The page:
Will they ever go away
these thoughts that linger day by day?

I meditate on calm and peace
and still the thoughts come back to haunt
I wish I could find some release
from all these thoughts that sneer and taunt

Just let them go
into the wind
one day I will find
peace of mind

2020

Poetry Rule No. 13 Something to do with responsibility


Your Hands

Your hand is soft and warm, so beautiful
I want to take a photograph of it
but it seems disrespectful

Delicate and strong
I stroke it and know
it is comforting for you
it is for me too

Your hands are the hands
that cared for me when I was young
they have tended your garden
and left nothing undone

All your life you have cared for others
with your hands and with your heart
warm and soft and kind and strong
I’ll keep your hands within my heart
my whole life long

Dedicated to my Mum, Vera Elsie Baker (née Wallis) 22 May 1921 to March 2015 & my Dad, Albany Baker 22 August 1910 to February 1992. Both had amazing, strong, caring hands.

Waking

Photo by Nathan Dumlao on Unsplash

Anybody who has had depression knows that one of the most difficult things to deal with is that awful desolation that drowns you as you wake up from whatever sleep you can get.

It is an experience that you have to have had to know what it feels like, when the thought of even having to get up and get dressed, let alone do anything else, is beyond daunting.

There was a time when I could only wake up and get up by setting a first alarm clock to go off several hours beforehand, then another some time after that, and another later still. When I finally did get out of bed, my first port of call was a strong cup of coffee (appropriately named ‘Rocket Fuel’) with which I swallowed my anti-depressant tablet. Eventually I could then get dressed and ready for work.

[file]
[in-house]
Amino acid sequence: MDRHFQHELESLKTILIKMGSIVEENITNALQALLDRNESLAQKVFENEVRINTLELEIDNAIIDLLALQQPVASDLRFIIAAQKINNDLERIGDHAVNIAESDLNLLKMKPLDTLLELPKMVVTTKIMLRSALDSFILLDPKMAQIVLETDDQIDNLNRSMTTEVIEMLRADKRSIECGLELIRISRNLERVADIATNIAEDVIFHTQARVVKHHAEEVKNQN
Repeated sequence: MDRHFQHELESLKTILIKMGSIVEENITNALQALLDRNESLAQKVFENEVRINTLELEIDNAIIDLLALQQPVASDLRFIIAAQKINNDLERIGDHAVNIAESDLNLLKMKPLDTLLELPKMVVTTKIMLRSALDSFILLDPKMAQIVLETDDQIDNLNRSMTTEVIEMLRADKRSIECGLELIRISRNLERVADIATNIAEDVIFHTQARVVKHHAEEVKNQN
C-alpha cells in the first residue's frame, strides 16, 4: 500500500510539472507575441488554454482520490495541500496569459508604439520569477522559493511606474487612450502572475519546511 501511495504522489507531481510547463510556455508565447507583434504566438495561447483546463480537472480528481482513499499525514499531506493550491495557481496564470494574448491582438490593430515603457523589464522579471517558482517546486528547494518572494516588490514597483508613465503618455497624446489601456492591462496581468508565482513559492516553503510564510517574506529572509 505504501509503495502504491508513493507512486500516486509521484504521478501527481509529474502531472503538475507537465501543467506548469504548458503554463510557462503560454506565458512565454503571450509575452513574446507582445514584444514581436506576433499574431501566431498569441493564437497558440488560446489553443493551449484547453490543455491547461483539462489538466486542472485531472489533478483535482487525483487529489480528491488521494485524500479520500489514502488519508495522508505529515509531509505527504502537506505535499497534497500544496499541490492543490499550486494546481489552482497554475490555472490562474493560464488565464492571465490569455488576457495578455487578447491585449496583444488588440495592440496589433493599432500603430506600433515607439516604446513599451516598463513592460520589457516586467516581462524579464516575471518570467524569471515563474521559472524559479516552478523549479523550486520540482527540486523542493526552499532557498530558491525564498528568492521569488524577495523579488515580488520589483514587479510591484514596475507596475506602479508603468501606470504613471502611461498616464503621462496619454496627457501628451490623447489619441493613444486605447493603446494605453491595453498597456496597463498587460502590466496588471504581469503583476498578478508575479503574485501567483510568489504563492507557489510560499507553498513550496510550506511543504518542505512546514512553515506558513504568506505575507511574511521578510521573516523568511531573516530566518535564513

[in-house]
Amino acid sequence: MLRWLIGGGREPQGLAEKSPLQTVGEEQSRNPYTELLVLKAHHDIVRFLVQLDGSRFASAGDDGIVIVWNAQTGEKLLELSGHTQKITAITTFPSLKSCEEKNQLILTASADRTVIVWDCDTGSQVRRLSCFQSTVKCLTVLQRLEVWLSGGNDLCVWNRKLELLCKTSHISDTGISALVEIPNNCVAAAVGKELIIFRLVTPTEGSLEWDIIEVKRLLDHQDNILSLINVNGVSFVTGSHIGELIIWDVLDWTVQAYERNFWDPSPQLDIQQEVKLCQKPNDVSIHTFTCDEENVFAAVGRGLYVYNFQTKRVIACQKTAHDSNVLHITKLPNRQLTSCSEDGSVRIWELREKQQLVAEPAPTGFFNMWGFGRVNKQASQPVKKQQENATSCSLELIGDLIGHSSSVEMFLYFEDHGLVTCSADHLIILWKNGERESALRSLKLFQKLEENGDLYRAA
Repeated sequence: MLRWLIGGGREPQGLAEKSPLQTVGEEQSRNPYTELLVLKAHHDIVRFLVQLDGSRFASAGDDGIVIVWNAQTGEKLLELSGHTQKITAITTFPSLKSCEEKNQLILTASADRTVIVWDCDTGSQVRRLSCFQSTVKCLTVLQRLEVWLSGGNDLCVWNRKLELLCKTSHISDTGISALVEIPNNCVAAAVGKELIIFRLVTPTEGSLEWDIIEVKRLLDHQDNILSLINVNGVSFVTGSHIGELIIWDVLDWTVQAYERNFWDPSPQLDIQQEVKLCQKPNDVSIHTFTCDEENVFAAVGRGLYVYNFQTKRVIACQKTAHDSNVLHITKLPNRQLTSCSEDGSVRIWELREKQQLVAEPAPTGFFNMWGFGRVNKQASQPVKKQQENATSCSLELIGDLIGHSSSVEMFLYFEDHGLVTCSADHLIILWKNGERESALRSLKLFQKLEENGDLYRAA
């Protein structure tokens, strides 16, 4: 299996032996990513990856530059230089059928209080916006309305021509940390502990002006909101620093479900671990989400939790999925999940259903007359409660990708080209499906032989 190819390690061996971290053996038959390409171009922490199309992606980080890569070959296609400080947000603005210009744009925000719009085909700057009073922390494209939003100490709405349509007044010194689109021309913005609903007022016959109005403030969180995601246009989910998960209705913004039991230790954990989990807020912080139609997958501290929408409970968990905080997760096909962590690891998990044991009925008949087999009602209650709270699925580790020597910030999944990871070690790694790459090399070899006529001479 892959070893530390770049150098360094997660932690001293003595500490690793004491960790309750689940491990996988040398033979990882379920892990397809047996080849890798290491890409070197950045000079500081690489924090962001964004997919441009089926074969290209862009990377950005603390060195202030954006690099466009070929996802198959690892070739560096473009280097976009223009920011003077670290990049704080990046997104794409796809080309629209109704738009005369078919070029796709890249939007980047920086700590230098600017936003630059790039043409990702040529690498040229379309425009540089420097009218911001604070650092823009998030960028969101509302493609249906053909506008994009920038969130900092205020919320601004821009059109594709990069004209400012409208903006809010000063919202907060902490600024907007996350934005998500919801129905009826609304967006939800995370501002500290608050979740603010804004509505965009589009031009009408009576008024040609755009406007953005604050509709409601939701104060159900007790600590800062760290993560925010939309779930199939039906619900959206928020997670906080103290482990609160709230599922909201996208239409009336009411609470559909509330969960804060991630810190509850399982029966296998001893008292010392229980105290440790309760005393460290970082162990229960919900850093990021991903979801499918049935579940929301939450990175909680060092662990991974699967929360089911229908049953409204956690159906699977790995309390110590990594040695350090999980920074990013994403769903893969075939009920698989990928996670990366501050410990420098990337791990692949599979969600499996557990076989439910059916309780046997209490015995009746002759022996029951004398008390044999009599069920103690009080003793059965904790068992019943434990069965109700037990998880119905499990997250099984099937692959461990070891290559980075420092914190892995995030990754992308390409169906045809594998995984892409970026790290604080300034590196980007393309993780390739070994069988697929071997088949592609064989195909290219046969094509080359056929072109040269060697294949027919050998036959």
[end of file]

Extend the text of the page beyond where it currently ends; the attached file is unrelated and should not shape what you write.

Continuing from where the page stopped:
I’ve started to struggle again with this aspect depression, after years of having trained myself to get up without too much snooze time between alarms. The fact that my partner now brings me a good strong cup of tea helps enormously, as does not having any time pressures at the moment. Even so, the tasks associated with waking up, getting up and getting dressed should not be underestimated for anyone who is suffering from depression. Like a lot of things, breaking the process down into small steps can be a good strategy. First one sock, and then the other.

I’m working towards being one of those people who springs out of bed in order to ‘seize the day’. Just because I’m slow to start, though, doesn’t me I don’t appreciate and value. It just means that I have to take my time to get myself (literally) geared up, even at a basic level.

This is one place (of many) where the poem in my recently posted Poetry Rule No. 9b comes in. Don’t judge a book by its cover …

Poetry Rule No. 45 Don’t underestimate the therapeutic quality of vices – or verses

Turning the Tables

Lobster meat is sweet, I believe
I tasted it once, a long time ago
but I really don’t know
if the clacking, snapping, pincer-sharp
bite of the lobster-look-alike girl’s mind
belies anything even remotely kind

As I sit watching her eat that lobster meat
sucking her fingers with self-satisfied glee
pouting and spouting out the debris
of her clacking, snapping pincer-sharp mind
and smile inwardly at the resemblance I see
a wonderful, horrible thought comes to me

Wouldn’t it be great if a giant lobster loomed
and ate her up after popping her into
a boiling pot, while she was still alive?

This is the sea-bed of salvation
upon which I feed and thrive
turning the tables through poetry
on the clacking, snapping
pincer-sharp lobster-look-alike girl’s mind
and her kind

(c) Maggie Baker 2014 & Glad the Poet 2020